Like any good lawyer, Roy Den Hollander knew exactly how to play the media. In 2007, he filed a lawsuit challenging the constitutionality of “ladies’ nights” — promotional events at bars where women get free or reduced admission — claiming that men were being discriminated against on the basis of sex. Predictably, the lawsuit resulted in a slew of news coverage, providing ample space for the lawyer to share his sexist musings about women.
“What I think will happen,” he told The New Yorker, “is that clubs will reduce the price for guys and increase it for girls. Every guy will have ten or fifteen more dollars in his pocket, which the girls will then manipulate into getting more drinks out of him. If they drink more, they’ll have more fun, and so will us guys. And then when she wakes up in the morning she’ll be able to do what she always does: blame the man.”
Den Hollander repeated the gimmick the following year, filing another lawsuit that called parts of the Violence Against Women Act unconstitutional. And then again, with a lawsuit challenging women’s studies courses at universities, which he claimed “treat guys as if they’re sources of evil in the world and the women are victims.”
The media coverage surrounding Den Hollander’s various legal quests, in outlets ranging from the Los Angeles Times to the Colbert Report, took a tone of gentle mocking. He was given a platform to espouse his extreme ideology because he was positioned, in many of the stories, as the butt of the joke.
No one is laughing now.
Police believe Den Hollander shot the son and husband of U.S. District Judge Esther Salas at her home in New Jersey on July 19. Salas had presided over yet another one of Den Hollander’s lawsuits; this time he was challenging the male-only military draft. Her son, 20-year-old Daniel Anderl, died and his father, Mark Anderl, was injured. Den Hollander is also the prime suspect in the killing of Marc Angelucci, 52, a men’s rights lawyer who was shot a week earlier in California. The 72-year-old Den Hollander died by suicide last week. Officials found the name and photo of another female judge in his car.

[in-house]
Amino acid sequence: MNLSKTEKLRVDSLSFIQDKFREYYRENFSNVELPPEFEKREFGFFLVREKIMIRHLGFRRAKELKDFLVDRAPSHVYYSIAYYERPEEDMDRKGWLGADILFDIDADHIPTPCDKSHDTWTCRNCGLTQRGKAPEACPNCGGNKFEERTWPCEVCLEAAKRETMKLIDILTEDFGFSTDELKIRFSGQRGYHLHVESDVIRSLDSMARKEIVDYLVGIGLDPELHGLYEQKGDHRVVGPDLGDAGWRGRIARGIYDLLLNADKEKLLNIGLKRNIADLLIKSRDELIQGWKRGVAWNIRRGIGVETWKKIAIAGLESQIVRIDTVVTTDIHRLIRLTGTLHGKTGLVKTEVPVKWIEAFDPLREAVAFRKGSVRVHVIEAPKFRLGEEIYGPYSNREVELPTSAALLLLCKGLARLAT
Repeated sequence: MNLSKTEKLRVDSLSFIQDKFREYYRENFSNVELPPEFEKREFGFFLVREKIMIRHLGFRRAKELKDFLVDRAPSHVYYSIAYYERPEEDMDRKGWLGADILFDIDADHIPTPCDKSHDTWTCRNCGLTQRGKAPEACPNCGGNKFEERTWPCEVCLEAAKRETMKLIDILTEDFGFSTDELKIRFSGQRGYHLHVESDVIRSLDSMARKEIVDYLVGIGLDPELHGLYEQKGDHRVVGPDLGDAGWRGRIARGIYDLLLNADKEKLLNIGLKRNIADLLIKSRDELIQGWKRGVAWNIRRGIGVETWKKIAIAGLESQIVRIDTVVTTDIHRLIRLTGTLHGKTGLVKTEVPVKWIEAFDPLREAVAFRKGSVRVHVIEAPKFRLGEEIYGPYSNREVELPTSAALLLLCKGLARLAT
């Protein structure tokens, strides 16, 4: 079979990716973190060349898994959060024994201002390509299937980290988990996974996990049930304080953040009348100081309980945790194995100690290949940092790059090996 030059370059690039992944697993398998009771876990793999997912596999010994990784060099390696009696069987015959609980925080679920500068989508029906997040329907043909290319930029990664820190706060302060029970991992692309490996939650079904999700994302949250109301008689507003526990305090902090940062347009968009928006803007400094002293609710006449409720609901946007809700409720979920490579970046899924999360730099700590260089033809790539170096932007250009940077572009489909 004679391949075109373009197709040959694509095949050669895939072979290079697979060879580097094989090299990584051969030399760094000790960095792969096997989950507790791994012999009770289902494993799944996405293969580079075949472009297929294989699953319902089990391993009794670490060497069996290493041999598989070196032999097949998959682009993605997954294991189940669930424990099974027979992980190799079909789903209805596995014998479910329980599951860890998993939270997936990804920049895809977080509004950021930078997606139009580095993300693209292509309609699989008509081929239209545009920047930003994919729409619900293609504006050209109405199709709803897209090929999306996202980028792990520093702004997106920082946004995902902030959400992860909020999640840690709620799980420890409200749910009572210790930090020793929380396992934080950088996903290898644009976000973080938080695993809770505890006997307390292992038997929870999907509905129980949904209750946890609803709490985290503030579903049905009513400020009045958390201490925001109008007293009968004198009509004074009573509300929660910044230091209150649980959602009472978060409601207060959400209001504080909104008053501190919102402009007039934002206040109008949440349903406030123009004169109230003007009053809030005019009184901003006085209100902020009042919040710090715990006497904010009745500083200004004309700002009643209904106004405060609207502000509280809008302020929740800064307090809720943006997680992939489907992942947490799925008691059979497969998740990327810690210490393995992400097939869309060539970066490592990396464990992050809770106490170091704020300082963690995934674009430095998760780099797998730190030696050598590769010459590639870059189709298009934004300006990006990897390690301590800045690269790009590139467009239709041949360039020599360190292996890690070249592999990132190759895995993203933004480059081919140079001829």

Looking back, it is hard to imagine that Den Hollander would have been given as much airtime as he received over the years if not for his physical presentation: A white man with advanced degrees with an ability to speak with confidence and flair.
His status gave him cover, and the media bought it.
“Thanks to a trilogy of anti-Feminist cases I brought, I’ve already had my 15 seconds of fame,” he wrote in a lengthy document posted to his website in 2019. “I’m satisfied. The trick now is to get a footnote in history.”
Den Hollander, over the years, left plenty of evidence for his hatred of women. As early as 2006, he was blogging about women as evil “Feminazis” and had posted revenge porn online of his estranged wife, who accused him of domestic violence, according to divorce filings.
His website includes hundreds of pages of writings where he detailed his misogyny, describing women as manipulative, superficial and weak, and blaming them for a litany of ills, including war, pollution, child abuse and male unemployment. In a 2019 document that lays out his twisted worldview, he also hinted at his future plans. “Things begin to change when individual men start taking out those specific persons responsible for destroying their lives before committing suicide,” he wrote.